Would an e-bike work for this commute? (Please help avoid 2nd car!)

Electrically assisted bikes, trikes, etc.
DaveE128
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Would an e-bike work for this commute? (Please help avoid 2nd car!)

Postby DaveE128 » 26 Jun 2018, 5:11pm

Long story short - I have to move to a new area with a work relocation and it probably means a commute that's 19.5-23 miles (each way, depending on route) with 1000-1500ft of climbing, gradients mostly 3%-6% with the odd bit up to about 9%. This is considerably longer than my current 9-11 mile commute (again, each way, with some off road for the shortest route options), 300-400ft of climbing, takes me 37-48 minutes. I currently ride something roughly like a gravel bike with a pannier. I occasionally use a full suspension MTB on the shortest but roughest route options, and it takes about as long.

Currently I cycle 2-3 days a week as I find I get a little too tired to really enjoy cycling with friends and family at the weekend if I do more, despite having been doing this for 5 years. :(

I'm considering whether buying an e-bike would make the commute at the new location feasible or not, even just once or twice a week.

There are various options for the journey, but the ones that the most pleasant, the flattest, and almost shortest involve some byways and restricted byways. From Google street view looking at either end, they look to have relatively good compacted surfaces (could get a little muddy though). It would be 2-3 miles off road I think.

I am considering whether something like an electric hybrid or mtb would be the best option, and whether they would have sufficient range. I don't yet know whether I can recharge at the new work location, but I imagine if the battery is readily removable and the charger sufficiently portable, that I could probably get away with doing it at my desk.

I'm wondering about something like one of these:
https://www.trekbikes.com/gb/en_GB/bike ... e=greydark
https://www.trekbikes.com/gb/en_GB/bike ... Code=black
https://www.trekbikes.com/gb/en_GB/bike ... orCode=red
https://www.specialized.com/gb/en/mens- ... 902-129143

I'm looking to cover the ground as fast as possible without getting too tired, so I imagine I'd want to use the highest power setting that will get me there reliably.

So the main questions are:

  1. Has anyone any idea (based on their experiences) how fast I could cover this much ground and how tired I might get compared to a normal bike?
  2. How many miles do others get out of their e-bikes at which power settings in comparable terrain?
  3. Any recommendations for motor systems or bikes that would suit my application? On an unassisted bike I am most comfortable with a high cadence - around 100rpm; I think I heard that some motors are better at high cadences than others.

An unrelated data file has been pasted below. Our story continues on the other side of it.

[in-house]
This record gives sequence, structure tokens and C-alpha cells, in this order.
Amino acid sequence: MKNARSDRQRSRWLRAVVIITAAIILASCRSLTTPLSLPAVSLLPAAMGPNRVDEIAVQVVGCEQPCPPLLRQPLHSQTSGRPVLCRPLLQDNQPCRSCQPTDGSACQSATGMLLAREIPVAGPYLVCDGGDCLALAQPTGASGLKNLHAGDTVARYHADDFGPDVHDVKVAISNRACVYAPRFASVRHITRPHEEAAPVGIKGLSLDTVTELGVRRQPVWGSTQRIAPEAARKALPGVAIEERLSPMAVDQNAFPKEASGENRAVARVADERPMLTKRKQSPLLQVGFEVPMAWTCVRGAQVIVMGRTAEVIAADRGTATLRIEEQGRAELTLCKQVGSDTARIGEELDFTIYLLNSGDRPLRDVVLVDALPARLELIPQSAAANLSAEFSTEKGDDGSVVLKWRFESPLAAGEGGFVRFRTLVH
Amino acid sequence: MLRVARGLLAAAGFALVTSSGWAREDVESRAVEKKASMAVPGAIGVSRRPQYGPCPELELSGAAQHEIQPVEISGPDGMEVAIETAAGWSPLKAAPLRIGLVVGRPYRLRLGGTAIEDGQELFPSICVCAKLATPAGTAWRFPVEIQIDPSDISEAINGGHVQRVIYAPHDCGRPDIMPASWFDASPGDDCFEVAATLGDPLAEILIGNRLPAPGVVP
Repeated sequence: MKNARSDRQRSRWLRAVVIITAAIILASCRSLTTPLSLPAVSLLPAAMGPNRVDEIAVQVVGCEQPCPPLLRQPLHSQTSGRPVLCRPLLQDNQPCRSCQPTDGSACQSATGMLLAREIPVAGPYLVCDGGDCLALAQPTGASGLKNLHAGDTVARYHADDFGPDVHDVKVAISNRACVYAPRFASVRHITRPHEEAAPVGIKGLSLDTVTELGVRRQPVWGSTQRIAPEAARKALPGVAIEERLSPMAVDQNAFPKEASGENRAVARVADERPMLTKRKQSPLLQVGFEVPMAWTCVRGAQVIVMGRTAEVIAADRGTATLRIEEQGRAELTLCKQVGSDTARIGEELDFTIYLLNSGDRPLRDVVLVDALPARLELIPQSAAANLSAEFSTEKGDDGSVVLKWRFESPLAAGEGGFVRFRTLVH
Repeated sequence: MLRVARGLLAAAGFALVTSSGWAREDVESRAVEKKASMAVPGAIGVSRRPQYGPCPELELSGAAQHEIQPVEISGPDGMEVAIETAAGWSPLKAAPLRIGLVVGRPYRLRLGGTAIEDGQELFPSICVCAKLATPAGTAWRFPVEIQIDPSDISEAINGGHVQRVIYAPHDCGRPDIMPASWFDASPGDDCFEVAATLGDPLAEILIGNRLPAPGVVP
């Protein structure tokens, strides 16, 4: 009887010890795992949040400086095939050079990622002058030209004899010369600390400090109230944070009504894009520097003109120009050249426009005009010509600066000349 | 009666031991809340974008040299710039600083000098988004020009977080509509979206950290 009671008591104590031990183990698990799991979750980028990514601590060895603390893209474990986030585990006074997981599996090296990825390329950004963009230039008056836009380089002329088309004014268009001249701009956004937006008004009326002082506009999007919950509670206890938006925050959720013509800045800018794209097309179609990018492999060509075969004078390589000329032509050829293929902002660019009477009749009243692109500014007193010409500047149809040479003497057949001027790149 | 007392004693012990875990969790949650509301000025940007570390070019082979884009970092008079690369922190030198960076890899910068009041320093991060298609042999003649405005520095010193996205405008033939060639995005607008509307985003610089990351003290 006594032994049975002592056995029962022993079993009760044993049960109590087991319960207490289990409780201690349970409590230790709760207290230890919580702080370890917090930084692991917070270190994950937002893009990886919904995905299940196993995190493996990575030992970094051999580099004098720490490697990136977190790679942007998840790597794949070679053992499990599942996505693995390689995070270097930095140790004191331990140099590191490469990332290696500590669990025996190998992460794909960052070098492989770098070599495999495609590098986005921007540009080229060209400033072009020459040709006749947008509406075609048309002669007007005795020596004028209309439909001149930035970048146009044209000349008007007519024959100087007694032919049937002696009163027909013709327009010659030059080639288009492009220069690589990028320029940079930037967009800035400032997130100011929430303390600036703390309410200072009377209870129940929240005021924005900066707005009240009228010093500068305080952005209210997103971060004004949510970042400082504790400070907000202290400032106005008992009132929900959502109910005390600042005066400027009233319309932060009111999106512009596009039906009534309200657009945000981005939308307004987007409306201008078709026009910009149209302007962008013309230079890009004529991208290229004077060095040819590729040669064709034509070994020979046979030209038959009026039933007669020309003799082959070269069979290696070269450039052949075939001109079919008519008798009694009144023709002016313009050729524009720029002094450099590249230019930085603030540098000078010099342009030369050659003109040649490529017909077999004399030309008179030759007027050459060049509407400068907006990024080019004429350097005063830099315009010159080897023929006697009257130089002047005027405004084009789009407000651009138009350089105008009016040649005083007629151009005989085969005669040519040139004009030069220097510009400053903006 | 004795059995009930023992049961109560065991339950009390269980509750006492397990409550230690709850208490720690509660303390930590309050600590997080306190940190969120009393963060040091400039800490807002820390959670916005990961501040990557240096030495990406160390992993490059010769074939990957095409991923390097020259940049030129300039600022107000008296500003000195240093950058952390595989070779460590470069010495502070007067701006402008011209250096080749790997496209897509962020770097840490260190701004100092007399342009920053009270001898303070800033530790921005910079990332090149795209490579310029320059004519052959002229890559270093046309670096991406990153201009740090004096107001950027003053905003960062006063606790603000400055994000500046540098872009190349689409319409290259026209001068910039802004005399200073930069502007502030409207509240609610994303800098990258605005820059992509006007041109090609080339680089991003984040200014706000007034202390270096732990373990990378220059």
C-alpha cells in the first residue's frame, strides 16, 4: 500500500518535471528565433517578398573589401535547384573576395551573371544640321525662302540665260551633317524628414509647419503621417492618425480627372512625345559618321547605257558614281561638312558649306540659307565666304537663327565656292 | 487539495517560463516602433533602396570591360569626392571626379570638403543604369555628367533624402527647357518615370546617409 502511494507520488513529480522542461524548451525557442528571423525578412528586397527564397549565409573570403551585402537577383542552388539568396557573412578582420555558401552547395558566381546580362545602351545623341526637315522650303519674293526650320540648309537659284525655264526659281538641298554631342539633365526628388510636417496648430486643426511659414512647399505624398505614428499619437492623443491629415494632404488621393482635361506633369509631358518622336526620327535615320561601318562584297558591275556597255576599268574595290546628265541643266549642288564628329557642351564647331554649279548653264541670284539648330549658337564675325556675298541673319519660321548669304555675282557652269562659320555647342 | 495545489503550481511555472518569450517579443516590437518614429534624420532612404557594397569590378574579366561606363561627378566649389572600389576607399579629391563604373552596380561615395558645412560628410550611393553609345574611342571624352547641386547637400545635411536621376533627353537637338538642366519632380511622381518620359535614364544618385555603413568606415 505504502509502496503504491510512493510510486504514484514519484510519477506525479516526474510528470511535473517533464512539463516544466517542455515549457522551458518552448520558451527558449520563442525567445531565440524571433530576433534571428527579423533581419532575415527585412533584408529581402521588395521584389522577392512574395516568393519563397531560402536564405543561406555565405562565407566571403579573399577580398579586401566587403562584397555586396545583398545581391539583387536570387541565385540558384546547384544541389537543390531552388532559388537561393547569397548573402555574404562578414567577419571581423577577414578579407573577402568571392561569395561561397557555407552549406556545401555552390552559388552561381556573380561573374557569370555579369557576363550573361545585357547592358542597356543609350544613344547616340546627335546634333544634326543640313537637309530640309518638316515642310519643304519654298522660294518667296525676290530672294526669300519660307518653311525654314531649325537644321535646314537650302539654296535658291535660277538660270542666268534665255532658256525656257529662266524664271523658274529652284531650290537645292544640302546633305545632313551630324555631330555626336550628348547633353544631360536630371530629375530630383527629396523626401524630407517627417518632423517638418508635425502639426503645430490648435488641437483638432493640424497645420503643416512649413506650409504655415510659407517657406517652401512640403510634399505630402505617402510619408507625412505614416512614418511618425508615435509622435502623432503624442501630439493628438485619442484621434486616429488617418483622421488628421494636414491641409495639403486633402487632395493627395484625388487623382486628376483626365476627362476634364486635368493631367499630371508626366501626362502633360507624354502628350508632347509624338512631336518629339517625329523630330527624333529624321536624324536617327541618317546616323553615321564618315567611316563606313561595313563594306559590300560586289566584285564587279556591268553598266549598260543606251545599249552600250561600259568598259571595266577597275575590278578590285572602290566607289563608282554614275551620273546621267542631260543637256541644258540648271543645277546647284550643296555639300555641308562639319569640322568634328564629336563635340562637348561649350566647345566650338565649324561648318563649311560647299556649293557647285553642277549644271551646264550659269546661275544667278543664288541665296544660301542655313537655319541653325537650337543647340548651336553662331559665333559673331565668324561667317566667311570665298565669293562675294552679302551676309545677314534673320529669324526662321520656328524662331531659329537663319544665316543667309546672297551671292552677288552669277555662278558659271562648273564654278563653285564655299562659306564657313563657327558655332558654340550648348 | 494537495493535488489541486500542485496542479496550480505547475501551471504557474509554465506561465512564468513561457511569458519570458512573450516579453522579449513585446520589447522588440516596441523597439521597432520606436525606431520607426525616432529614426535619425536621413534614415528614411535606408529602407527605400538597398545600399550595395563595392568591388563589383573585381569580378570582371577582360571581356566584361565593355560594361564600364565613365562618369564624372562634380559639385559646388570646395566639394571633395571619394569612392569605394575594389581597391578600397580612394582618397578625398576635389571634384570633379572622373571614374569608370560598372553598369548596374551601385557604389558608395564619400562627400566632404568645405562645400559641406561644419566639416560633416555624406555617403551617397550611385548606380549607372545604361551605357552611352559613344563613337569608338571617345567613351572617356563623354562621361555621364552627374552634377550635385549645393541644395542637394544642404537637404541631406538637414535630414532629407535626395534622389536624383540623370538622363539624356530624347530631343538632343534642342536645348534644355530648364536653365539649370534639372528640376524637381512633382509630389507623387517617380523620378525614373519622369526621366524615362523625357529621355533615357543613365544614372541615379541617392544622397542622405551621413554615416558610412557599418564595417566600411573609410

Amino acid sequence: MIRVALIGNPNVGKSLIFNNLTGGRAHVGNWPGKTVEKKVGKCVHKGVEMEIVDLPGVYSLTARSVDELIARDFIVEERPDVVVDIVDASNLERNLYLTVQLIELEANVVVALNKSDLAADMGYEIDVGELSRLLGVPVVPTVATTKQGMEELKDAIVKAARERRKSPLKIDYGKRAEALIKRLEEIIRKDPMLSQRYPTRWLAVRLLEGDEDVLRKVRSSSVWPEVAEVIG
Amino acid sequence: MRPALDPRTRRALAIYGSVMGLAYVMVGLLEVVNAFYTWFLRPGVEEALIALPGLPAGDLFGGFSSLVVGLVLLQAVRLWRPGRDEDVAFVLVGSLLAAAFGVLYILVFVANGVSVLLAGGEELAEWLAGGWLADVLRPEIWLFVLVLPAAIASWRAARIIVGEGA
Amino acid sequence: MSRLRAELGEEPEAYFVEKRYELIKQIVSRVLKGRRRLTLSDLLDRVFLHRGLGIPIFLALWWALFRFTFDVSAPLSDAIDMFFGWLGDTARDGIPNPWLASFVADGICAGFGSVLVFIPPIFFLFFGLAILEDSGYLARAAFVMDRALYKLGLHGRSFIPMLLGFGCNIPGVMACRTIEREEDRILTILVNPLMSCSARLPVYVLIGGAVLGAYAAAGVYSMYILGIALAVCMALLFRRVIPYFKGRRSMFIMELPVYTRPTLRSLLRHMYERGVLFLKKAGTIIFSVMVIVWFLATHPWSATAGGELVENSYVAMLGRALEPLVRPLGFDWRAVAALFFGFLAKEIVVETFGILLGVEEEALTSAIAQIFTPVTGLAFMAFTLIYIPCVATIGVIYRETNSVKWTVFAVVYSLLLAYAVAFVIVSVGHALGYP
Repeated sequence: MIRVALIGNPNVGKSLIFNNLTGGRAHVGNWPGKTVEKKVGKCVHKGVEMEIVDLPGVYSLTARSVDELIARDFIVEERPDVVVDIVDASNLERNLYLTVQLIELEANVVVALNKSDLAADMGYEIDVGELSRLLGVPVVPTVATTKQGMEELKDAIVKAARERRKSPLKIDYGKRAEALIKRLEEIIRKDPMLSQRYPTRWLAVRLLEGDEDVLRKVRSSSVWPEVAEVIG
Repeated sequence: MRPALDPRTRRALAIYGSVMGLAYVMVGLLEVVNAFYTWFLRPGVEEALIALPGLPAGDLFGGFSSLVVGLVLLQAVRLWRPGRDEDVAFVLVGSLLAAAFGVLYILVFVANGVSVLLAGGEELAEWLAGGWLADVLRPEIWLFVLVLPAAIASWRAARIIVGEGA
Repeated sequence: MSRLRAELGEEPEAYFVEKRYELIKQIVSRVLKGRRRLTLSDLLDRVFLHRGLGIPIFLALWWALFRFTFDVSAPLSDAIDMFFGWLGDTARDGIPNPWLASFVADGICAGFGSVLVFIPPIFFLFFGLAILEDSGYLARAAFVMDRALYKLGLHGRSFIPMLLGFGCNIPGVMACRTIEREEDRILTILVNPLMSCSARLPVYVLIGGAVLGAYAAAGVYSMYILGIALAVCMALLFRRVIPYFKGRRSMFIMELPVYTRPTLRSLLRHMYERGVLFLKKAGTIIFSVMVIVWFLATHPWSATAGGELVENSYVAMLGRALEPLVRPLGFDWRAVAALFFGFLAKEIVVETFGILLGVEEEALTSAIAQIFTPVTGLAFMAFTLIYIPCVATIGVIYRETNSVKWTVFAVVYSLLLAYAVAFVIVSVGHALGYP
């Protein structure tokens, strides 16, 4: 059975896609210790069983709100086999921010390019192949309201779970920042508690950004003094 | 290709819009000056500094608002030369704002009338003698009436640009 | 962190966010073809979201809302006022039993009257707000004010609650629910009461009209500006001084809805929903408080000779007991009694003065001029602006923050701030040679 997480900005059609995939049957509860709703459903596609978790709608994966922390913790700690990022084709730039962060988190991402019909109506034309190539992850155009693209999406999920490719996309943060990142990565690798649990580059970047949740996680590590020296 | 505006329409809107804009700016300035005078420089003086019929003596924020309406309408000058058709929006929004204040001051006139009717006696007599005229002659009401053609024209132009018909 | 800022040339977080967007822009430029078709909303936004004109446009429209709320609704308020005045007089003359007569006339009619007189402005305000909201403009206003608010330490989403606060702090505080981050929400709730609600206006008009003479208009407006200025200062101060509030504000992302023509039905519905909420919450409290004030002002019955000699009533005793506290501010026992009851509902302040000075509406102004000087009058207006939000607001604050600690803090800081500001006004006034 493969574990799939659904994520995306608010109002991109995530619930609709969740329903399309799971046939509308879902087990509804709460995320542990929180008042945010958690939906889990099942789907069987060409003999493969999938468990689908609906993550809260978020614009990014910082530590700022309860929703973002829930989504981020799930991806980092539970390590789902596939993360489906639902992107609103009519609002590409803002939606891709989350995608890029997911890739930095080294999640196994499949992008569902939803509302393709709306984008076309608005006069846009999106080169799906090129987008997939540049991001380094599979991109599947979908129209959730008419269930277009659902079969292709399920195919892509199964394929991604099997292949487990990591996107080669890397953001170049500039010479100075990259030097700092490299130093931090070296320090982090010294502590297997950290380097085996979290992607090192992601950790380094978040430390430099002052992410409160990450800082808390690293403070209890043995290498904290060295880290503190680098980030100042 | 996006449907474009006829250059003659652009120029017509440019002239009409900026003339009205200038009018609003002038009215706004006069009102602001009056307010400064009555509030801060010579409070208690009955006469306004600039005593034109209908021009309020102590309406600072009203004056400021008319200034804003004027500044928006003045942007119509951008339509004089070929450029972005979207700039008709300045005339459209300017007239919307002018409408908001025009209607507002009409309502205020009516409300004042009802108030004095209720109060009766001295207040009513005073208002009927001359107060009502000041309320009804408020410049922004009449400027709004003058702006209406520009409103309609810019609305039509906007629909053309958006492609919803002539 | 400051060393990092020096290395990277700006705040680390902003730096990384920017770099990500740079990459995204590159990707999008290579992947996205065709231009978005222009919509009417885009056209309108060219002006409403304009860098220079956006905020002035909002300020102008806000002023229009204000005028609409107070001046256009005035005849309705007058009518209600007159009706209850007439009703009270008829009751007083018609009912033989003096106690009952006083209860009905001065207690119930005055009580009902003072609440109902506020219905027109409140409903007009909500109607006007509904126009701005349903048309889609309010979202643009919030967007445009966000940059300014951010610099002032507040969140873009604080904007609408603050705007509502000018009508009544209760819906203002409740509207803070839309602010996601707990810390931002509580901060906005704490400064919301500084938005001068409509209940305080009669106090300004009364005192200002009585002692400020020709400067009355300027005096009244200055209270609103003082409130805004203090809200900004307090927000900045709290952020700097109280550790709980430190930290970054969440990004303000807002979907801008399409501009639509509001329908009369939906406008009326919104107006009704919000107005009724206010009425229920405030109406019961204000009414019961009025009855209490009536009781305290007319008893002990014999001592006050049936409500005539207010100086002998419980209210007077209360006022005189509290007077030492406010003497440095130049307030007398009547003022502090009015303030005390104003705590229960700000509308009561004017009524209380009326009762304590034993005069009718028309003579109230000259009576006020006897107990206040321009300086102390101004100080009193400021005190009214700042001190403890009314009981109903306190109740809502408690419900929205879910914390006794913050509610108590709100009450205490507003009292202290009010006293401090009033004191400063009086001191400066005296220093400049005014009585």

[*]Of course, wider tyres are more comfortable, would an MTB have too short a range and/or be significantly slower than a skinnier-tyred e-hybrid?

I really don't want to buy a second car! :cry:

hemo
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Location: West Sussex

Re: Would an e-bike work for this commute? (Please help avoid 2nd car!)

Postby hemo » 26 Jun 2018, 9:41pm

20 miles each way commute is likely to be 1.5 - 2 hrs with a legal 27.5 km/h bike as you are allowed the 10% leeway as with other vehicles when it comes to speed.
I know some one who does 20 miles in to Surrey hills form W/Sx but he uses an s -pedelecs and does it in an hour.

DaveE128
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Joined: 26 Jun 2018, 4:09pm

Re: Would an e-bike work for this commute? (Please help avoid 2nd car!)

Postby DaveE128 » 26 Jun 2018, 10:06pm

Thanks hemo. How does average speed tend to compare to the cut-off speed? Presumably this depends on how steep it is and how often you stop? I don't think there will be much stopping on the route at all.

hemo
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Re: Would an e-bike work for this commute? (Please help avoid 2nd car!)

Postby hemo » 27 Jun 2018, 9:51am

With my heavy (25 - 28kg) ebike on a 50 -70 mile ride my average speed ranges from 12 - 14mph even with a higher speed cut off. I don't have strong legs for power riding and my cadence isn't high at best about 78rpm.
My hybrid town/commute bike I can ride above the 15.5mph cut off by upping the assist speed 27km/h and then find I can pedal quite easily to 30 or 32 kh/h with the China hub drive kit.

For a 20 mile commute with ebike you will need a proper s -pedelec or an e-bike that can be de-restricted for faster speed. In general one way battery range won't be an issue with a 14/15ah or 500wh battery at higher speed, the issue with higher speed is maintaining it above the cut off speed limit. An ebike if you push it will still give you a work out as you are always pedalling a heavier bike then normal, most ebikes aren't much less the 18 - 22kg.


Range is too variable to offer specific mileage, tyre choice, riding fitness, wind and terrain are but a few in the equation.